Cooking My Mother’s Recipes on My Own This Holiday Season
Updated: Jan 26
This is my first year being away from my mother during the entire holiday season, my brother too. They’re both in Japan right now because my brother’s been going there for university since March and my mother wanted to visit my elderly grandma who she hasn’t spent enough time with. Our dog of ten years, Lyla, passed away in August. The house feels different with just me and my dad, smaller almost… It doesn’t stop us from enjoying our time though. We’ve been helping each other around the house and we watch holiday movies together. Of course, there’s sadness, especially now, being away from people and pets that make your heart glow when you’re expected to be jolly all the time, and on top of all that, we’re in a pandemic.
My dad and I have been trying to fill our house with light, and I’m grateful that we can spend time with each other. I’m grateful that I can see the stars at night, or build a snowman in my yard (granted, I built it by myself, but it still looks cute). I’m grateful our 16 year old dog is still kicking and hobbling around the house with us. And I think I’ve never been more grateful for my parents, and with my mother being away, I’ve fully realized how much work and love is put into every meal she ever made us. I know because I’ve been in the kitchen. My dad’s not the best cook, and I refuse to get full on food I don’t enjoy (I just love food too much). So after many, many years of watching my mother cook, I’ve begun cooking what she always makes for me and all the comfort food I love. There’s something so gratifying about making food I love, seeing it come together, and enjoying it with my dad when it’s done. I can feel my mother’s pride from all the way in Japan.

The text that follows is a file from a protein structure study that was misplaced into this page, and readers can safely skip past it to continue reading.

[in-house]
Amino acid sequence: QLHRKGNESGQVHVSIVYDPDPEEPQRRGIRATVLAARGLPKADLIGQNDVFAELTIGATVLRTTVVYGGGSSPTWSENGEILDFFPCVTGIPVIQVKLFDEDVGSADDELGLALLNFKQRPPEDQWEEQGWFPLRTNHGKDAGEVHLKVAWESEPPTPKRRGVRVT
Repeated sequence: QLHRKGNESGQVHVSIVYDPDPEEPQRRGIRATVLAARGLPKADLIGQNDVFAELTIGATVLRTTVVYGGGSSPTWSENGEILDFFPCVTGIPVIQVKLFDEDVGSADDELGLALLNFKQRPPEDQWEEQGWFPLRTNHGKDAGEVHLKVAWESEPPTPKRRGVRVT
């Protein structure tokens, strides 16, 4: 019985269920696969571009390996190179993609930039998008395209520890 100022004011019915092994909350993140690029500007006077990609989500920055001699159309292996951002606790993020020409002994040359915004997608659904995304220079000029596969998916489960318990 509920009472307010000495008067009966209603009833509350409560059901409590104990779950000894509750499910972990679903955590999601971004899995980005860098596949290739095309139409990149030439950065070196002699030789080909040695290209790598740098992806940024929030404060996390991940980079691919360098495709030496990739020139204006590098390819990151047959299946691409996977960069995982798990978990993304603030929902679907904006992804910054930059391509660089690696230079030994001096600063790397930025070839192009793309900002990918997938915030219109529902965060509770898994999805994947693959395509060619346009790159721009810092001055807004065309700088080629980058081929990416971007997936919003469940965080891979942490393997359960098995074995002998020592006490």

I did get stressed with all the cooking at first, but I am getting used to it and it always feels worth it once I’m sitting down at the table. So here are just some of the things I’ve made. Keep in mind that I made these recipes how my mom likes to cook, which is not using a recipe (something which always used to annoy me), and kind of estimating how much everything needs. So if something doesn’t seem right, try to use your deduction skills to figure out what the recipe needs! That’s the best way to learn how to cook!
One of the first things I made in December was Tonkatsu, which is Japanese deep-fried pork that I was always too scared to make by myself because it involves deep frying.
- Raw pork
- 2 eggs
- Tonkatsu sauce (I use “Bull Dog Vegetable and Fruit Semi Sweet Sauce” which I get at an Asian market)
- Frying oil
- Japanese panko breadcrumbs
- Salt and pepper
- Optional: chopped cabbage, rice
Step 1: Cut the raw pork into bite size, rectangular sized pieces. Try to make them all about the same size so they don’t fry at different times. Season the meat with salt and pepper.
Step 2: Heat a big pot (I used a huge wok) with enough frying oil to fry the pieces. As the oil is heating up, put some flour on a plate, panko breadcrumbs on another plate, and two beaten eggs in a bowl.
Step 3: Check to see if the oil is hot enough by either carefully sticking a chopstick in the oil and seeing if bubbles form around it, or by dropping a panko crumb into the oil and seeing if it begins bubbling and frying.
Step 4: When the oil is ready, cover the pork in some flour, then dip in egg, and then dip it in the panko. Lay it on the plate with the panko and try patting on as much panko on the pork so it’s thoroughly covered. Carefully put the pork into the hot oil with either your hand or a stainless steel strainer ladle (or chopsticks, but I think the strainer is easier/safer to use).